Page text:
A very dubious affair: A family of 15 Afghans claim to have shared a three bedroom Grenfell flat – and one of them is a £6.5million fraudster
- Masi Naqshbandi lived, he said, on the third floor of Grenfell with his family
- As a ‘core participant’ he is able to quiz anyone who testifies at Grenfell inquiry
- Masi Naqshbandi was jailed for seven years in 2012 for his part in one of Britain’s most notorious ‘crash-for-cash’ scams
His picture appeared in newspapers around the world when he was photographed meeting Prince William at a support centre for survivors of the Grenfell Tower disaster.
Masi Naqshbandi’s story — like those of all the Grenfell residents — was harrowing, or so it seemed.
The 33-year-old lived, he said, on the third floor with his family, who were originally from Afghanistan. They managed to escape the inferno unharmed, but a relative in a flat at the top of the building was not so lucky. He was reported missing and later confirmed dead, one of 71 people who lost their lives that terrible night last June.
News of their relative’s death was revealed by Masi Naqshbandi’s partner, Mojda Habib, the mother of his son, when she appealed for help on the internet shortly before Prince William visited the scene of the blaze, in Kensington, West London. ‘My baby is only three weeks old and we have lost everything in this fire,’ she wrote at the time. ‘We are lucky to have survived this tragedy . . . any amount of help for us would be appreciated to be able to start again.’
In the end several hundred pounds was raised for the couple by well-wishers. But would there have been so much generosity had people known about Naqshbandi’s past — or indeed the current controversy surrounding his family?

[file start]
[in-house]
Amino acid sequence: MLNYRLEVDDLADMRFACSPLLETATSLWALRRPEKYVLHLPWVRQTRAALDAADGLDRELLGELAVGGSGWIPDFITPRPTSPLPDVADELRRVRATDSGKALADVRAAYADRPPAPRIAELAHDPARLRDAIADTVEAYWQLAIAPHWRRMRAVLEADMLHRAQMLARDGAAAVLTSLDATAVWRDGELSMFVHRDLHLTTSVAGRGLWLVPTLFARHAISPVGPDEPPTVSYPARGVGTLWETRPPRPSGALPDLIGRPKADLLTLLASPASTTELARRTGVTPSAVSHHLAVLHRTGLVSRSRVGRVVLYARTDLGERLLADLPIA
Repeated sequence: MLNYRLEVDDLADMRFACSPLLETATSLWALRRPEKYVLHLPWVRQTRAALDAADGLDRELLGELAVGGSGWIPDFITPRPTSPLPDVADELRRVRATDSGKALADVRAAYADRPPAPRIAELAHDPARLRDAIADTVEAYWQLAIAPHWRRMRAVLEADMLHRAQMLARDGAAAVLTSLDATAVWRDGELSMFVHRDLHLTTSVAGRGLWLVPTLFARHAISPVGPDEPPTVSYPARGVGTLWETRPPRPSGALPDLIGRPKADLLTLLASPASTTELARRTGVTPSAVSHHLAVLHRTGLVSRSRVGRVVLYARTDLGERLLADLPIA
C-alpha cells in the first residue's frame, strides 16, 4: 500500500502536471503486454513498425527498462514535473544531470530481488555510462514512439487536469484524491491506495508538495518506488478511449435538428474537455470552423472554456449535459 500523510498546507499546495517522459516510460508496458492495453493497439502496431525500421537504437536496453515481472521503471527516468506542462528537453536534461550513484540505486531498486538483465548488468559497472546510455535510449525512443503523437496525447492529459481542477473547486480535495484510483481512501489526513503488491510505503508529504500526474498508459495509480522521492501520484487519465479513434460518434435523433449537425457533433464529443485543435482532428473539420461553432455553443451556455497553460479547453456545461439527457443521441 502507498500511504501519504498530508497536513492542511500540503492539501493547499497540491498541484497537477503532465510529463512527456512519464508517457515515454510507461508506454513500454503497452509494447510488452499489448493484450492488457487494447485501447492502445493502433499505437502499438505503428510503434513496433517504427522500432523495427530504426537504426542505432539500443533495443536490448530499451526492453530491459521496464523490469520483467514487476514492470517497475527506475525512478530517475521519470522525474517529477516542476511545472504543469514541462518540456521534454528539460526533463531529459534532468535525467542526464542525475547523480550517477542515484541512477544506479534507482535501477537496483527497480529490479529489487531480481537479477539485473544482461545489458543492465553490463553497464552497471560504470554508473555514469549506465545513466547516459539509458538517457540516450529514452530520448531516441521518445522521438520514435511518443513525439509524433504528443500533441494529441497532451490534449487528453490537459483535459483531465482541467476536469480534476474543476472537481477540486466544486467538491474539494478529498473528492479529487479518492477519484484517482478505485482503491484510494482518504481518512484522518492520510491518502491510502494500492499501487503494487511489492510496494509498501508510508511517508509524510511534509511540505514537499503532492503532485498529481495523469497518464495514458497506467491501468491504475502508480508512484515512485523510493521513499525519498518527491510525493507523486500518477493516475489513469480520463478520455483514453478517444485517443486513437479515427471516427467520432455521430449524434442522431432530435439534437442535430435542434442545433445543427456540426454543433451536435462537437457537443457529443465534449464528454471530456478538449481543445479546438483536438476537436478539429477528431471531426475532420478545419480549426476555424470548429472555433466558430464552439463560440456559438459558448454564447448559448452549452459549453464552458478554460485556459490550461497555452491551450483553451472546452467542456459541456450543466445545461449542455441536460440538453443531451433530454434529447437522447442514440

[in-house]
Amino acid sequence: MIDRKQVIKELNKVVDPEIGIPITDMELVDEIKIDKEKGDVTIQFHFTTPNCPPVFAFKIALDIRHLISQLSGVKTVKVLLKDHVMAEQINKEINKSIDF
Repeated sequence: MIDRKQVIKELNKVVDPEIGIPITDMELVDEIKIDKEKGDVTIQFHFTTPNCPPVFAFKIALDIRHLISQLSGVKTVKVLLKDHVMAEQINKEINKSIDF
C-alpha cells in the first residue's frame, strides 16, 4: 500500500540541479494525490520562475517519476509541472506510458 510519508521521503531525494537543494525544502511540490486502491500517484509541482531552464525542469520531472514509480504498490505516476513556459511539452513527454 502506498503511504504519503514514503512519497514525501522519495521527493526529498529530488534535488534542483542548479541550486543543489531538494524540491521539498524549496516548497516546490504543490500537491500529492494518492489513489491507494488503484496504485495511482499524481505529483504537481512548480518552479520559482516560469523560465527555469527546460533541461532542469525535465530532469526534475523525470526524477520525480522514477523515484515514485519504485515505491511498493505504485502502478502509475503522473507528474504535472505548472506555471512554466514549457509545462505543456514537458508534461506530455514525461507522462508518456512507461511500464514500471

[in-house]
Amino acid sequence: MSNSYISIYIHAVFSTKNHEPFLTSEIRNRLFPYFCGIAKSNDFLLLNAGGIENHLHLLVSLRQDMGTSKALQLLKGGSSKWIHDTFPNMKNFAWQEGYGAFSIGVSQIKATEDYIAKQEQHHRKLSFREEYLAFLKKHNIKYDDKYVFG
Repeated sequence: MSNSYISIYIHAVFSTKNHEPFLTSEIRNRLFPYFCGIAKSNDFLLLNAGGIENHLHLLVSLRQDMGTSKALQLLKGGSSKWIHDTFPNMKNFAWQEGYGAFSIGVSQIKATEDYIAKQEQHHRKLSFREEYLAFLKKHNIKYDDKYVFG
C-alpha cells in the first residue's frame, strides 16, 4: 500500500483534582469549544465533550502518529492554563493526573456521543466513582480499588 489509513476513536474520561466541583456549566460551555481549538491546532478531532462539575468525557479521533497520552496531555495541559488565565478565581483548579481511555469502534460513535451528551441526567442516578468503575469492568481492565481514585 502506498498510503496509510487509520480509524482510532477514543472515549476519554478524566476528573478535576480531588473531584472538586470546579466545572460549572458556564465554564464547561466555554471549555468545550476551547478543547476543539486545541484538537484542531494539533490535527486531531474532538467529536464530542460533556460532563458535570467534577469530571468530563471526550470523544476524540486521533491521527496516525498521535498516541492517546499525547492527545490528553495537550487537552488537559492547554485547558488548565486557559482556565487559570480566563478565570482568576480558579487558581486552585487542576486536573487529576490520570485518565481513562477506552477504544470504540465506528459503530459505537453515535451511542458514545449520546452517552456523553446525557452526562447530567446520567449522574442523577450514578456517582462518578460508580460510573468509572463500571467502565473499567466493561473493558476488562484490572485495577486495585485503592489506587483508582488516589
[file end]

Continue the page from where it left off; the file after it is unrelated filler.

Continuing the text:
The Naqshbandis have been given ‘core participant’ status at the forthcoming Grenfell Tower Inquiry. The list of core participants, comprising 504 bereaved relatives, survivors, and local residents, was published on March 20. Masi Naqshbandi’s name is on it, along with his parents, three brothers and sister.
Being core participants means the Naqshbandis will be entitled to legal representation (and funding) at the inquiry and allowed to question witnesses, review evidence in advance and make opening and closing statements.
But Masi Naqshbandi is a convicted criminal. He was jailed for seven years in 2012 for his part in one of Britain’s most notorious ‘crash-for-cash’ scams. Naqshbandi, Croydon Crown Court heard, was a member of a gang which staged more than 250 accidents to make insurance claims worth £6.5 million.
Nevertheless, in what some might consider an almost farcical reversal of roles, Naqshbandi will be able, if he chooses, to quiz anyone who testifies at the inquiry, as if he were a solicitor or barrister.